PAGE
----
The actual study done by ORB Media disqualifies itself in the abstract by making a claim that is outright impossible for Germany:

Most these particles [sic] were fibers (99.7%), between 0.1 - 5 mm in length.

The law ("Trinkwasserverordnung" in Germany, but other EU countries have similar laws) requires a threshold of zero on several germs (E. coli among them), with technical filtration if need be. Which effectively means unless you already have exclusively deep ground water filtered appropriately by nature, water suppliers must run their water though a filter none larger than 1.2µ to comply with the law. There are many more requirements (all of which I will not go into detail), among them a maximum cloudiness, which also factually implies filtration on a single-digit micrometer scale.
Some sources for actual ("in use") filter sizes for preparing surface water as drinking water in the 0.1 to 3µm range and 5µ/1µm prefilters followed by nanofiltration: [1], [2]

The supplier regularly needs to provide evidence of compliance, and penalties are harsh, to say the least.

Additionally, the overwhelming majority of households (and public buildings) have additional filters installed in the basement meant to hold back the odd scrap that might come from the water pipe. Those are not meant to hold back bacteria, but have a pore size anywhere from 5µ to 20µ.

Thus, the claim of having found particles 0.1-5mm in size (which is 100 to 5,000µ) in roughly 3/4 of the samples is, disregarding the possibility of having contaminated the samples, beyond "unlikely" but outright ridiculous.

The "Methods" section states, among other things, that samples were in some cases collected by scientific partners and in some cases by non-scientific partners (read as: laymen), as well as Orb staff and volunteers (again: laymen) using plastic bottles which were then sent across the globe by mail. That methodology provides for an excellent opportunity to contaminate the samples.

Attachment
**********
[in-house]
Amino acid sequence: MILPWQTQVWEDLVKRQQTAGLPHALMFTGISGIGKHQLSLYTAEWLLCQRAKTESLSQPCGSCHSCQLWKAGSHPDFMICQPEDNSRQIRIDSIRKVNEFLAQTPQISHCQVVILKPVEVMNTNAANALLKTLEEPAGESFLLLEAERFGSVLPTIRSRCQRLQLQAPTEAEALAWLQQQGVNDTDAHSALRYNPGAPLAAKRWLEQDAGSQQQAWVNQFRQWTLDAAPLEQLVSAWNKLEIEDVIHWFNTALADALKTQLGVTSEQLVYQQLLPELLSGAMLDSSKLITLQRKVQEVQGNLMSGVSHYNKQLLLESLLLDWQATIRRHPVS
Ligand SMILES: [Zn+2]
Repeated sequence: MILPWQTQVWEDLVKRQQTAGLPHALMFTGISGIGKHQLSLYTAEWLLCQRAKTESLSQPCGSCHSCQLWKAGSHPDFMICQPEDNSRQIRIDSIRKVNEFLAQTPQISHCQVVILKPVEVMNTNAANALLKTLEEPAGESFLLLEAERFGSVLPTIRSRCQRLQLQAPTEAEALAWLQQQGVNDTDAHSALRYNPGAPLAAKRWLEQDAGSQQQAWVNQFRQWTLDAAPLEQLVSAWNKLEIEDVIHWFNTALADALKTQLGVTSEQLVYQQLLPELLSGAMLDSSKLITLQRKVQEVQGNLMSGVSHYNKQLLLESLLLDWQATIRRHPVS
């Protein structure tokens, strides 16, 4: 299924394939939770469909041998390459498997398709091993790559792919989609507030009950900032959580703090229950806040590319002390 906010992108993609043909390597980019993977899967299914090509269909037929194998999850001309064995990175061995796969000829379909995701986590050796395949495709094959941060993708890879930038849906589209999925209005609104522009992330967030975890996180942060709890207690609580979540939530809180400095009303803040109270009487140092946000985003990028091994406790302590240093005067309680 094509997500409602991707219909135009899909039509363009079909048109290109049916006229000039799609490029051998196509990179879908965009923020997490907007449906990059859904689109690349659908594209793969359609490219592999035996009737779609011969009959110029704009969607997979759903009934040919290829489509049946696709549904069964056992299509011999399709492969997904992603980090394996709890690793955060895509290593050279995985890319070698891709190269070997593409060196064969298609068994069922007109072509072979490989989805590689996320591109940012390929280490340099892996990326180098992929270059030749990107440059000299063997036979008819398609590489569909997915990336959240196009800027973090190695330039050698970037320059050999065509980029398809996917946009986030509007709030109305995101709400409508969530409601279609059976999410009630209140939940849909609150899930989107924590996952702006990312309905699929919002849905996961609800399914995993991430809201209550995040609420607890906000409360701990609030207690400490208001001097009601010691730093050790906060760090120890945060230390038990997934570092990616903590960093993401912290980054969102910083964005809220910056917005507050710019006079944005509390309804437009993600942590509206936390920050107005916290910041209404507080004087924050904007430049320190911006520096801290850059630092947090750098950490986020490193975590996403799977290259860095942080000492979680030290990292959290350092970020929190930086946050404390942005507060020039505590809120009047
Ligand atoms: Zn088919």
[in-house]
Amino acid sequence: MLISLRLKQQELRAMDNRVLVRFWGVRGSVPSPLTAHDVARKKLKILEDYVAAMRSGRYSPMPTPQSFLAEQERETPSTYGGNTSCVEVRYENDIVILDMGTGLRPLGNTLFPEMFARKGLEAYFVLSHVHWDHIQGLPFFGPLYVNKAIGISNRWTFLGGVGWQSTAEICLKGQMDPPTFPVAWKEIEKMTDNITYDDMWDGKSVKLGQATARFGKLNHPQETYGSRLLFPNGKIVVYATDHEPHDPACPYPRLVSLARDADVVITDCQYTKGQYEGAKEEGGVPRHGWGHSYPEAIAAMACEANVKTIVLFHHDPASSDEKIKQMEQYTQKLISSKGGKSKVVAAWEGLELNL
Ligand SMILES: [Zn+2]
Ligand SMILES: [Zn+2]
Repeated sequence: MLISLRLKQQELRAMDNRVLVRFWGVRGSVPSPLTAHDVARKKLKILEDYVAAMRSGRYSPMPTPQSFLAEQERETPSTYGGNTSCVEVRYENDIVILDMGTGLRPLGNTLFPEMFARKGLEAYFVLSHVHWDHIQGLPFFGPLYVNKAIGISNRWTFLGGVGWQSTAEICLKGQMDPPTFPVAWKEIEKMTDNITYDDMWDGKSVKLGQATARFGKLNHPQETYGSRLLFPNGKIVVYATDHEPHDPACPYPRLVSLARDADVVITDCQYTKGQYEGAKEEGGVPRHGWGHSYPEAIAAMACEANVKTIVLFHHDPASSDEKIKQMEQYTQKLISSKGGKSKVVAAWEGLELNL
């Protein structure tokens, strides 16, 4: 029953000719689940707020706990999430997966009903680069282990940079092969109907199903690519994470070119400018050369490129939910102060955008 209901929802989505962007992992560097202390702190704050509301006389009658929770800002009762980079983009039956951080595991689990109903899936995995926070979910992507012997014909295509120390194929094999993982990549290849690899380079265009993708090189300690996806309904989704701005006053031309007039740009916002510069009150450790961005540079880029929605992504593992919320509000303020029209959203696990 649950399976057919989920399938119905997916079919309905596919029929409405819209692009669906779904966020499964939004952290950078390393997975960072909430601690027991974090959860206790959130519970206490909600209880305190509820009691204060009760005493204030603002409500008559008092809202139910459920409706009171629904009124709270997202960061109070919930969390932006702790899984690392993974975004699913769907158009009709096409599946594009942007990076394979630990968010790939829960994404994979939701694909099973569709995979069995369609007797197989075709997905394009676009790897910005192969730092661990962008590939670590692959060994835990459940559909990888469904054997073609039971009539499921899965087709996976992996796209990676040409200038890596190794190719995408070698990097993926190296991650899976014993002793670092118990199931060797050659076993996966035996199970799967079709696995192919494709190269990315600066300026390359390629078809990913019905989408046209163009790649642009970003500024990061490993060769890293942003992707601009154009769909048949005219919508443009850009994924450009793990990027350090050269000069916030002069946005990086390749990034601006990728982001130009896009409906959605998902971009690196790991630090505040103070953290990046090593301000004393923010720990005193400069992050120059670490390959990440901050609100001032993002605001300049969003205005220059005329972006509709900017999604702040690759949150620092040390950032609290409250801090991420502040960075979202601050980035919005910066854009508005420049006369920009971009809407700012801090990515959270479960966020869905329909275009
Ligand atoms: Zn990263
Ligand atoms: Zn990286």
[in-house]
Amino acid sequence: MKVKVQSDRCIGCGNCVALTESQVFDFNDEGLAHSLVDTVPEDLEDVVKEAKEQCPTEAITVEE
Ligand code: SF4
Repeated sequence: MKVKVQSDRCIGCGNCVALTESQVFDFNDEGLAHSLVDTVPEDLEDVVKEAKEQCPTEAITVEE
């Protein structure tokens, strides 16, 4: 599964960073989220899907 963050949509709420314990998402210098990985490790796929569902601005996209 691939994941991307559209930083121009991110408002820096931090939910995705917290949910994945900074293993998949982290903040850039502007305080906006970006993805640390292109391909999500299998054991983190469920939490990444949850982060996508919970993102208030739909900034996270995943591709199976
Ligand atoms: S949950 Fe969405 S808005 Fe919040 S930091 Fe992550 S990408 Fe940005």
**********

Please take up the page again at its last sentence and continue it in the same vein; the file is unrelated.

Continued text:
Evidence for microplastic was obtained by colorizing the residue on a 2.5µ filter with a pigment which binds to organic material. Thus followed prodding residue with a stainless steel spatula, if it didn't break, plastic was assumed. Again, the methodology is somewhat doubtful as hard evidence.

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    In any case, anything single- or double- digit micrometer renders claims about having found millimeter-sized particles pretty much absurd. – Damon Sep 28 '17 at 12:26
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    They might get rid of the pathogens in other ways in addition to sedimentation and filtration such as adding chlorine or boiling / ozone (the last two are retarded examples probably not used for german groundwater) – daniel Sep 28 '17 at 12:33
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    I'm uh, not sure Turbidity has a quick implication for water particulate size (I'm not sure thats even the right word) since the plastics here could be see through and have no resulting effect on the NTU number. – daniel Sep 28 '17 at 13:14
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    You mention multiple rounds of filtering, up to and inside the building of use. Do those buildings routinely use non-plastic plumbing? In the U.S., PVC plumbing is relatively common, so none of this filtering will prevent plastic exposure over the last several meters to the tap. (I'm not claiming PVC particles are entering the water. I'm not claiming anyone has reported PVC detections. I'm not claiming any relevant toxicity. I'm just saying that no amount of filtering changes the composition of the plumbing.) – Eric Towers Sep 28 '17 at 16:28
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    @Damon: The filter you mentioned would let through long particles that are significantly less than 0.1µ thin, albeit with much lower probably than a particle that is simply a 0.1µ diameter spheroid. – Chris Cogdon Sep 28 '17 at 16:50